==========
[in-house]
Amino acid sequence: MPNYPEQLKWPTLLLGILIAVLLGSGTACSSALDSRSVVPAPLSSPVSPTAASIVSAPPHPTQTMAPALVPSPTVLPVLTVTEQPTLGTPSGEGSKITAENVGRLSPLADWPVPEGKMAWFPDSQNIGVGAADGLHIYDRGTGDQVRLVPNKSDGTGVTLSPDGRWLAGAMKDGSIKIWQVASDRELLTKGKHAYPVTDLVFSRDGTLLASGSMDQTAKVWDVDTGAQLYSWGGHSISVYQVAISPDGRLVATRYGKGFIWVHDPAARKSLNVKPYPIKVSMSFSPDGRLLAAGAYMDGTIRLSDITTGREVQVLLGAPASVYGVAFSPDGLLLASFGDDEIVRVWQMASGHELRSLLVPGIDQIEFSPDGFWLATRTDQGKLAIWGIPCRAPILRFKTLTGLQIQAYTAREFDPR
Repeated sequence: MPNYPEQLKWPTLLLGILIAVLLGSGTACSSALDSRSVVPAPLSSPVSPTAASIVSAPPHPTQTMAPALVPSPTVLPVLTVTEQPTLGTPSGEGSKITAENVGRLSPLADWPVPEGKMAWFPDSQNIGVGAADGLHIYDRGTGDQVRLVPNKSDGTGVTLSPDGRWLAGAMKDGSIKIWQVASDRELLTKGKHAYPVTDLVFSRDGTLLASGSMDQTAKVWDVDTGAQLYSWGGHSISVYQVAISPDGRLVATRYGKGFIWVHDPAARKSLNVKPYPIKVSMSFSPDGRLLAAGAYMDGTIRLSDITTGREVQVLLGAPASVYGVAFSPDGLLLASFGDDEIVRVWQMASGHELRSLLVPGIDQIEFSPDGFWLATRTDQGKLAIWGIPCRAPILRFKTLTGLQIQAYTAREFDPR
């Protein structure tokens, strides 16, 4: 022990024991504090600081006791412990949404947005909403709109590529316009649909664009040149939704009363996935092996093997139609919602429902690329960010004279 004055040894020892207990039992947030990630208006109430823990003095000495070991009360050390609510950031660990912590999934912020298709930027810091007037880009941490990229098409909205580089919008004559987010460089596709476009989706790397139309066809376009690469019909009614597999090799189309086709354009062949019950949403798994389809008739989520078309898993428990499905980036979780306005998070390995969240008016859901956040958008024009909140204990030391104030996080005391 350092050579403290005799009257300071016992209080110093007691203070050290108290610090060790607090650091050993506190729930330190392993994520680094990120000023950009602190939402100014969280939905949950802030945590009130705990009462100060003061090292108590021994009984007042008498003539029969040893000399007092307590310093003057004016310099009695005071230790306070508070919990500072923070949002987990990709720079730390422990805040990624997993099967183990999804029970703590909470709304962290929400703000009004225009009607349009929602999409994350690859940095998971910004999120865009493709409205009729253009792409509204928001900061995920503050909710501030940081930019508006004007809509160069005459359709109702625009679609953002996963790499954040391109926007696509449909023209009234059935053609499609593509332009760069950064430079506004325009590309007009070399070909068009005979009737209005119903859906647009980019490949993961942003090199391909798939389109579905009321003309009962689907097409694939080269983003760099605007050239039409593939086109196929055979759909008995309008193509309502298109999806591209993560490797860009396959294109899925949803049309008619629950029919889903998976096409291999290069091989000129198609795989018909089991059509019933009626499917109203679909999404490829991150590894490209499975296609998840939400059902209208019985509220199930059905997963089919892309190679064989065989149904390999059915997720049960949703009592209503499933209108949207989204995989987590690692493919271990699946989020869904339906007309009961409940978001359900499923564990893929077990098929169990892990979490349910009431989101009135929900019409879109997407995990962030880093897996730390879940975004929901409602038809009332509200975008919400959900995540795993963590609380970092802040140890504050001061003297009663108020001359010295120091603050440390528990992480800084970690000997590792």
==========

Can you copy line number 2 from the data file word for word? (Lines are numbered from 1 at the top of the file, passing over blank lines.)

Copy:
Amino acid sequence: MPNYPEQLKWPTLLLGILIAVLLGSGTACSSALDSRSVVPAPLSSPVSPTAASIVSAPPHPTQTMAPALVPSPTVLPVLTVTEQPTLGTPSGEGSKITAENVGRLSPLADWPVPEGKMAWFPDSQNIGVGAADGLHIYDRGTGDQVRLVPNKSDGTGVTLSPDGRWLAGAMKDGSIKIWQVASDRELLTKGKHAYPVTDLVFSRDGTLLASGSMDQTAKVWDVDTGAQLYSWGGHSISVYQVAISPDGRLVATRYGKGFIWVHDPAARKSLNVKPYPIKVSMSFSPDGRLLAAGAYMDGTIRLSDITTGREVQVLLGAPASVYGVAFSPDGLLLASFGDDEIVRVWQMASGHELRSLLVPGIDQIEFSPDGFWLATRTDQGKLAIWGIPCRAPILRFKTLTGLQIQAYTAREFDPR